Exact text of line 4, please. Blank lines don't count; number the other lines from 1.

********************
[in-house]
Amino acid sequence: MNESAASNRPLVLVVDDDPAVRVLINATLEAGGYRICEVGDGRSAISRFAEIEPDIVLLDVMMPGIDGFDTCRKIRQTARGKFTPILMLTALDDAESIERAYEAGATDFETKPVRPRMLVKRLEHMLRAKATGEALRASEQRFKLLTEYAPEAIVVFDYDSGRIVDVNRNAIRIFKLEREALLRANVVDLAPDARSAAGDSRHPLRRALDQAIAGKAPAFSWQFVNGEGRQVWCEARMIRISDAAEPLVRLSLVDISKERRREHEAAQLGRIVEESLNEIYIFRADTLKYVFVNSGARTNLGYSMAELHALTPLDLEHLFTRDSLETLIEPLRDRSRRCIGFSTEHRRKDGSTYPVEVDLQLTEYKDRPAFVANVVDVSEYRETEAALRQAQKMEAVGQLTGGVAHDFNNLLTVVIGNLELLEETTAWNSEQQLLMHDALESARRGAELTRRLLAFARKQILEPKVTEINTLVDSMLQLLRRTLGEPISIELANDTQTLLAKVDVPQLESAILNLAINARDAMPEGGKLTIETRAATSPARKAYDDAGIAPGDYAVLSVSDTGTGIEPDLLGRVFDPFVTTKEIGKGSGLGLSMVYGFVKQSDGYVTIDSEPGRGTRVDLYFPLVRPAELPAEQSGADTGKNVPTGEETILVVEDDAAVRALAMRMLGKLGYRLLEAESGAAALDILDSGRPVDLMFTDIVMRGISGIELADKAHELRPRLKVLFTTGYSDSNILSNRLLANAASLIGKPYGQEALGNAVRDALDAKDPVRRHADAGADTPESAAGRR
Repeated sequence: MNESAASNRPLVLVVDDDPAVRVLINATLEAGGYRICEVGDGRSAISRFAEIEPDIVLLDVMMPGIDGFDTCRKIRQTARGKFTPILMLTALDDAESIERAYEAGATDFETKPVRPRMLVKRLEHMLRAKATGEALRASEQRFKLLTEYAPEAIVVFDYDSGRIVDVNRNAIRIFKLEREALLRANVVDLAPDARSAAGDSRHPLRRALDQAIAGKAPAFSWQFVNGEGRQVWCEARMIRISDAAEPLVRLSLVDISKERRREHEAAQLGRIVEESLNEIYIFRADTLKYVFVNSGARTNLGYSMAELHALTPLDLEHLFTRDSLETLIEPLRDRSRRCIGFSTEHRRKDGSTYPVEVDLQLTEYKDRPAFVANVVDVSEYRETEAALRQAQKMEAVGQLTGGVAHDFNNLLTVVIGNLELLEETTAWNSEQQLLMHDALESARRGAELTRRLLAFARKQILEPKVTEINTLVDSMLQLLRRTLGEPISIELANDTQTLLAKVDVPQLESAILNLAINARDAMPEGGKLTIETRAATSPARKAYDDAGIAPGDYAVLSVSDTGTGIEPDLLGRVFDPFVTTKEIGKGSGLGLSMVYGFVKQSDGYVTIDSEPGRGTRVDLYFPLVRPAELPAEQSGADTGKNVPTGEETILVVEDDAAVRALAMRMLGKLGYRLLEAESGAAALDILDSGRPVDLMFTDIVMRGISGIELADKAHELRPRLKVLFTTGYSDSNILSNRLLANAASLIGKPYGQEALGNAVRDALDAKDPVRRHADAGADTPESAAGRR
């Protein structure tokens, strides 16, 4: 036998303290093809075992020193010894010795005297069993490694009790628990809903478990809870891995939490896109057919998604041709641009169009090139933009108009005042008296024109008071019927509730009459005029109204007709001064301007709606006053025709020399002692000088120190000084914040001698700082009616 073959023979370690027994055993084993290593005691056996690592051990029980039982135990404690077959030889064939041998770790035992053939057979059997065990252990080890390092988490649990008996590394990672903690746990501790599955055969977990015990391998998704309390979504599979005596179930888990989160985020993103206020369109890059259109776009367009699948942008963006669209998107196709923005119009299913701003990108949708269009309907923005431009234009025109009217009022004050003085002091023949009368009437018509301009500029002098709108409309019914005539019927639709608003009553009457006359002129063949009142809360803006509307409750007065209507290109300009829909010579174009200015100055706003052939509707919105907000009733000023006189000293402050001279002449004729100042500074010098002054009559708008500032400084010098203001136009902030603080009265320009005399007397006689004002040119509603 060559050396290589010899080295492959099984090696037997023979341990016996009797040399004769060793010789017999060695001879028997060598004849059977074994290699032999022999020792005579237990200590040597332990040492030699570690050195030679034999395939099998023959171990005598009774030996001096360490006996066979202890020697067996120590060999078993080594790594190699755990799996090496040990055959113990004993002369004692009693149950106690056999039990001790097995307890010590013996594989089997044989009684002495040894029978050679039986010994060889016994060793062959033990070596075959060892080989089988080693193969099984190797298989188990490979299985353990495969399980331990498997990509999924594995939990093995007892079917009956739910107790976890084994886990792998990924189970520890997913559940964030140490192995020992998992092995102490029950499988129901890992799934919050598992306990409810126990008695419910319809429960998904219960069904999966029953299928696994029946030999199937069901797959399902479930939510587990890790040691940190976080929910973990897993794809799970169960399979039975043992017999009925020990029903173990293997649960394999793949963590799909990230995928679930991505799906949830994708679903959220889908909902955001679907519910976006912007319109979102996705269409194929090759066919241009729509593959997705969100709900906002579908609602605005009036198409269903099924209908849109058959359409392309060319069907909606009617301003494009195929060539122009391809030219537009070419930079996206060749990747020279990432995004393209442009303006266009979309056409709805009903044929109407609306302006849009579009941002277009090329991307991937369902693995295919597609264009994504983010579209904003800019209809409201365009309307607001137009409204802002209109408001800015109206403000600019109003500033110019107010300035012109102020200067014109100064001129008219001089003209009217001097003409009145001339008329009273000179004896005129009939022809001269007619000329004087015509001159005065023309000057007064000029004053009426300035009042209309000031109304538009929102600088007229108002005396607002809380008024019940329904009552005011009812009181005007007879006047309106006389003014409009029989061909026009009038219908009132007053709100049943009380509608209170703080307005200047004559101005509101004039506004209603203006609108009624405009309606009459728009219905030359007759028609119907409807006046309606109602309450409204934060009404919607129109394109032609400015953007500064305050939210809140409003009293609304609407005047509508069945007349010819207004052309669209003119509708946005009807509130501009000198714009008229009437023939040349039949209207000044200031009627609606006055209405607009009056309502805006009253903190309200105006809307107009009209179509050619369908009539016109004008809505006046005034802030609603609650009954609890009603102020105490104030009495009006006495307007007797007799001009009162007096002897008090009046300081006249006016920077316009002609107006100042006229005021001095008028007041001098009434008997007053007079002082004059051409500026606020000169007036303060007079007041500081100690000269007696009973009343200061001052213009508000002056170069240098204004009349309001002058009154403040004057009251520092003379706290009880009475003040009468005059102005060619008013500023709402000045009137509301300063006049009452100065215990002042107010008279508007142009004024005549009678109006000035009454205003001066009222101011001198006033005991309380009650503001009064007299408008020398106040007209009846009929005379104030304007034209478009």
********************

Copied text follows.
């Protein structure tokens, strides 16, 4: 036998303290093809075992020193010894010795005297069993490694009790628990809903478990809870891995939490896109057919998604041709641009169009090139933009108009005042008296024109008071019927509730009459005029109204007709001064301007709606006053025709020399002692000088120190000084914040001698700082009616 073959023979370690027994055993084993290593005691056996690592051990029980039982135990404690077959030889064939041998770790035992053939057979059997065990252990080890390092988490649990008996590394990672903690746990501790599955055969977990015990391998998704309390979504599979005596179930888990989160985020993103206020369109890059259109776009367009699948942008963006669209998107196709923005119009299913701003990108949708269009309907923005431009234009025109009217009022004050003085002091023949009368009437018509301009500029002098709108409309019914005539019927639709608003009553009457006359002129063949009142809360803006509307409750007065209507290109300009829909010579174009200015100055706003052939509707919105907000009733000023006189000293402050001279002449004729100042500074010098002054009559708008500032400084010098203001136009902030603080009265320009005399007397006689004002040119509603 060559050396290589010899080295492959099984090696037997023979341990016996009797040399004769060793010789017999060695001879028997060598004849059977074994290699032999022999020792005579237990200590040597332990040492030699570690050195030679034999395939099998023959171990005598009774030996001096360490006996066979202890020697067996120590060999078993080594790594190699755990799996090496040990055959113990004993002369004692009693149950106690056999039990001790097995307890010590013996594989089997044989009684002495040894029978050679039986010994060889016994060793062959033990070596075959060892080989089988080693193969099984190797298989188990490979299985353990495969399980331990498997990509999924594995939990093995007892079917009956739910107790976890084994886990792998990924189970520890997913559940964030140490192995020992998992092995102490029950499988129901890992799934919050598992306990409810126990008695419910319809429960998904219960069904999966029953299928696994029946030999199937069901797959399902479930939510587990890790040691940190976080929910973990897993794809799970169960399979039975043992017999009925020990029903173990293997649960394999793949963590799909990230995928679930991505799906949830994708679903959220889908909902955001679907519910976006912007319109979102996705269409194929090759066919241009729509593959997705969100709900906002579908609602605005009036198409269903099924209908849109058959359409392309060319069907909606009617301003494009195929060539122009391809030219537009070419930079996206060749990747020279990432995004393209442009303006266009979309056409709805009903044929109407609306302006849009579009941002277009090329991307991937369902693995295919597609264009994504983010579209904003800019209809409201365009309307607001137009409204802002209109408001800015109206403000600019109003500033110019107010300035012109102020200067014109100064001129008219001089003209009217001097003409009145001339008329009273000179004896005129009939022809001269007619000329004087015509001159005065023309000057007064000029004053009426300035009042209309000031109304538009929102600088007229108002005396607002809380008024019940329904009552005011009812009181005007007879006047309106006389003014409009029989061909026009009038219908009132007053709100049943009380509608209170703080307005200047004559101005509101004039506004209603203006609108009624405009309606009459728009219905030359007759028609119907409807006046309606109602309450409204934060009404919607129109394109032609400015953007500064305050939210809140409003009293609304609407005047509508069945007349010819207004052309669209003119509708946005009807509130501009000198714009008229009437023939040349039949209207000044200031009627609606006055209405607009009056309502805006009253903190309200105006809307107009009209179509050619369908009539016109004008809505006046005034802030609603609650009954609890009603102020105490104030009495009006006495307007007797007799001009009162007096002897008090009046300081006249006016920077316009002609107006100042006229005021001095008028007041001098009434008997007053007079002082004059051409500026606020000169007036303060007079007041500081100690000269007696009973009343200061001052213009508000002056170069240098204004009349309001002058009154403040004057009251520092003379706290009880009475003040009468005059102005060619008013500023709402000045009137509301300063006049009452100065215990002042107010008279508007142009004024005549009678109006000035009454205003001066009222101011001198006033005991309380009650503001009064007299408008020398106040007209009846009929005379104030304007034209478009």